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Furoshiki souvenirs in Kyoto, Japan: some assembly required.

Furoshiki souvenirs in Kyoto, Japan: some assembly required.

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A Made in Japan Souvenir: Furoshiki

Furoshiki cloths have a long tradition in Kyoto, dating back over a thousand years, and have always been a popular Japanese souvenir. The best way to describe Furoshiki is an eco-friendly cross between origami and wrapping paper. They can be used to create handbags of different sizes or wrappings for things like gifts and wine bottles.

furoshiki at kakefudaIf you google furoshiki, you’ll come across images like these colorful handbags,

furoshiki gift wrap kyotoor beautifully wrapped presents like this. But the photos can be misleading. That present didn’t wrap itself.

Kyoto Japan fukoshi wrapping cloth kakebanaA furoshiki in its natural state is no more than a plain square or rectangular piece of fabric. This souvenir is 100% DIY, no instructions included.

Although I loved the finished Japanese furoshiki products, I am challenged in the arts and crafts department and feared that a traditional furoshiki would end up stuffed in a drawer somewhere, never to be seen again. So for my Japanese souvenir I went with a less traditional model– a long, rectangular shape that easily serves as a makeshift scarf, no folding or tying required.

Camswitzer’s, video, used with permission here.

Since my trip, I’ve learned there are many web resources devoted to the art of furoshiki, including a series of books based on “wrapagami” and even step-by-step you tube videos. As an experiment, I followed the video above to see if a non-crafty person could master the art of furoshiki wrapping by tying a basic handbag.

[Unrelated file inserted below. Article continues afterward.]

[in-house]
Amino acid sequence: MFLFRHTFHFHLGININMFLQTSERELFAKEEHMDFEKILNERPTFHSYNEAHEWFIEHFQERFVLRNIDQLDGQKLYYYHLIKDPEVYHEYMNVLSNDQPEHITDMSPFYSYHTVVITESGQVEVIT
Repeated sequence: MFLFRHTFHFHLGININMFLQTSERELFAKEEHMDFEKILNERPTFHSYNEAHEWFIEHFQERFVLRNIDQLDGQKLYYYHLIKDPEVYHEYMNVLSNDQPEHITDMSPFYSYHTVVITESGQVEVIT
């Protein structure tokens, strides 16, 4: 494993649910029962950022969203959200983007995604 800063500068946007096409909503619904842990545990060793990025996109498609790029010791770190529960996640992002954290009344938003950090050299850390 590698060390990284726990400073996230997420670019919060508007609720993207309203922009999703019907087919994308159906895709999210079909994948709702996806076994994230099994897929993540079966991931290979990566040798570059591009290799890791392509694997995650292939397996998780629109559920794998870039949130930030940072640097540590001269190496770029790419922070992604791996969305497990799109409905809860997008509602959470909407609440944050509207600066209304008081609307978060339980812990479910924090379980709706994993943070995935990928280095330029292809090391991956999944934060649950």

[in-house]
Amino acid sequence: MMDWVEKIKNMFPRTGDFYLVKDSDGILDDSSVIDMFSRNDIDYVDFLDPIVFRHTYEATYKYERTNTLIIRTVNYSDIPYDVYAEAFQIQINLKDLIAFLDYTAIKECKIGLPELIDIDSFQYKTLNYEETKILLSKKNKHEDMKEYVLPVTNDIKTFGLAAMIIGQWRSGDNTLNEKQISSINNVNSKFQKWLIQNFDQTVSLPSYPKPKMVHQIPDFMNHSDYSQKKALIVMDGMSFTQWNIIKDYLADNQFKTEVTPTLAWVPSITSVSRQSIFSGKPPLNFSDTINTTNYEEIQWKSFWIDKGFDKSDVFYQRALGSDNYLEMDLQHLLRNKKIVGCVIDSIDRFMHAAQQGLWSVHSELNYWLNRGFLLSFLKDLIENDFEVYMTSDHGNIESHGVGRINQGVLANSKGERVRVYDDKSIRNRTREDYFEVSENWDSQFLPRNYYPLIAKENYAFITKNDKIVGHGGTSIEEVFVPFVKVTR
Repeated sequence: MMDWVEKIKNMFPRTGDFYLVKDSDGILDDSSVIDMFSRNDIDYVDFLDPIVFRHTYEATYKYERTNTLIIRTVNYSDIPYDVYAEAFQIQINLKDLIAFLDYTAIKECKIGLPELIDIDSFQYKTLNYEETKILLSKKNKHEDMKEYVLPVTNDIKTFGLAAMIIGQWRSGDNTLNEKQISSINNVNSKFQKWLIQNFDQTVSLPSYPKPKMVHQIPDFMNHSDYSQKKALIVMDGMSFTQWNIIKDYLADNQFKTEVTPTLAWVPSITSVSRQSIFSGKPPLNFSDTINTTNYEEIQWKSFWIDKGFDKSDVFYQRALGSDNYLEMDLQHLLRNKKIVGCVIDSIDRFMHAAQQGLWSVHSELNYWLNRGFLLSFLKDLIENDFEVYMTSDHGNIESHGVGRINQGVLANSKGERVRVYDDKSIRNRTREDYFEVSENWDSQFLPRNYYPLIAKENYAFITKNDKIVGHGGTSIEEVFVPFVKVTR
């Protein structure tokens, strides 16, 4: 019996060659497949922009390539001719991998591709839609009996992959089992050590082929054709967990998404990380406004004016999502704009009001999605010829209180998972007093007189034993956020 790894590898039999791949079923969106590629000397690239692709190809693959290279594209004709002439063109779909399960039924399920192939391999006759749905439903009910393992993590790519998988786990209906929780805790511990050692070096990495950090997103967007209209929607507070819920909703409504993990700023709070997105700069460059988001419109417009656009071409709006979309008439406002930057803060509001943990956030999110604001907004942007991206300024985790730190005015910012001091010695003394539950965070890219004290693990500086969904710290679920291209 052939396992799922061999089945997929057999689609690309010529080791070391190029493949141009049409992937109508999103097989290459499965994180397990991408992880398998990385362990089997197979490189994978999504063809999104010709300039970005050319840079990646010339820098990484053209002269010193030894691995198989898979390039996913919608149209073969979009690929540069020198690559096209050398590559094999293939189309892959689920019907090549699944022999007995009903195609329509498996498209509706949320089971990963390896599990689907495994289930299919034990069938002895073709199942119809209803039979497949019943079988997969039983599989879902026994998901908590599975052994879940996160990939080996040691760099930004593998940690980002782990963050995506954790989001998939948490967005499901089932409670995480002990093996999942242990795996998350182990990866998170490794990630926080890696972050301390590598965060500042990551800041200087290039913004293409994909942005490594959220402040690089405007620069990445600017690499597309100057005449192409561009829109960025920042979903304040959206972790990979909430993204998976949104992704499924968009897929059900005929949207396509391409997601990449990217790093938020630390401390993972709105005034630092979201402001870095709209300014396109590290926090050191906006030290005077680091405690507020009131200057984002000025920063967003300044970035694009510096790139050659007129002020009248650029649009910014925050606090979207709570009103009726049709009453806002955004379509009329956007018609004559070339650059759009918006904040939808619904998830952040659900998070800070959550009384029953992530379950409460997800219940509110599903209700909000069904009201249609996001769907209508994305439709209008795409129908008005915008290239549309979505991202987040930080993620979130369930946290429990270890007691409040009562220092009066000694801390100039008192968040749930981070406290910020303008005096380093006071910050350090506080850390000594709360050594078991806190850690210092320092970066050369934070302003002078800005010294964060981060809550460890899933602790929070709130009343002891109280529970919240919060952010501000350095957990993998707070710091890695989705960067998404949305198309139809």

Since I didn’t actually buy a square furoshiki, I used a square scarf I already had.

how to tie a hermes scarf into bag
how to tie a hermes scarf into bagFirst, I took a corner of the scarf and tied a knot about 5 inches in. I then continued to tie knots on each of the 4 corners.

how to tie a hermes scarf into handbag

how to tie a hermes scarf into bagOnce all four sides were knotted, I tied two corners together on each side.

how to tie a hermes scarf into bagVoila, my “furoshiki” actually does appear to resemble a handbag. Next time, I’ll buy the real thing. The stiff cotton of the furoshiki gives the bag a more sturdy shape than my floppy-ish silk bag here.

Any furoshiki design masters out there?  Share your creations in the comments below!

Japanese souvenir Shopping details:
You can buy furoshiki all over Kyoto.  Some of the recommended shops include below:
Raak: various locations around Kyoto, all made in Japan.  I bought my Raak “scarf” from a street vendor in Arashiyama.
KakefudaKyoto (made in Japan), Higashiyama, Higashioji-dori, Komonzen-agaru, Takabatake-cho 609 (京都市東山区東大路通古門前上ル高畑町609)

Looking for more posts about Souvenir Shopping in Japan?  You may want to read these next:
Souvenir shopping Kyoto, Japan. Why Japanese customer service is the world’s best.
Kyoto, Japan. Don’t slip on this Imperial era shopping street or you’ll be dead in 2 to 3 years.
Kiyomizu Temple, Kyoto, Japan. The road to spiritual enlightenment is paved with shops.
Guide to Souvenir shopping for made in Japan kimonos and yukatas: what to buy
Kyoto, Arashiyama, Japan. The trifecta of scenery, sights and shopping.
Souvenir shopping Kyoto, Japan. Tourist Tat Alert Cute edition.
Souvenir shopping Kyoto, Japan. Yes, gift please.
Kyoto, Japan. Shopping Fail: Philosopher’s Path

Credits: All photos by Souvenir Finder copyright 2013 except for Creative Commons licenses as indicated. Attributions available by clicking on photo in addition to attributions repeated below:

#1  Kakebana / CC BY-SA 2.0
#2 Atelier Furoshiki 6 / CC BY-NC-SA 2.0
#3  Local designs – reinterpretations of traditional japanese patterns /

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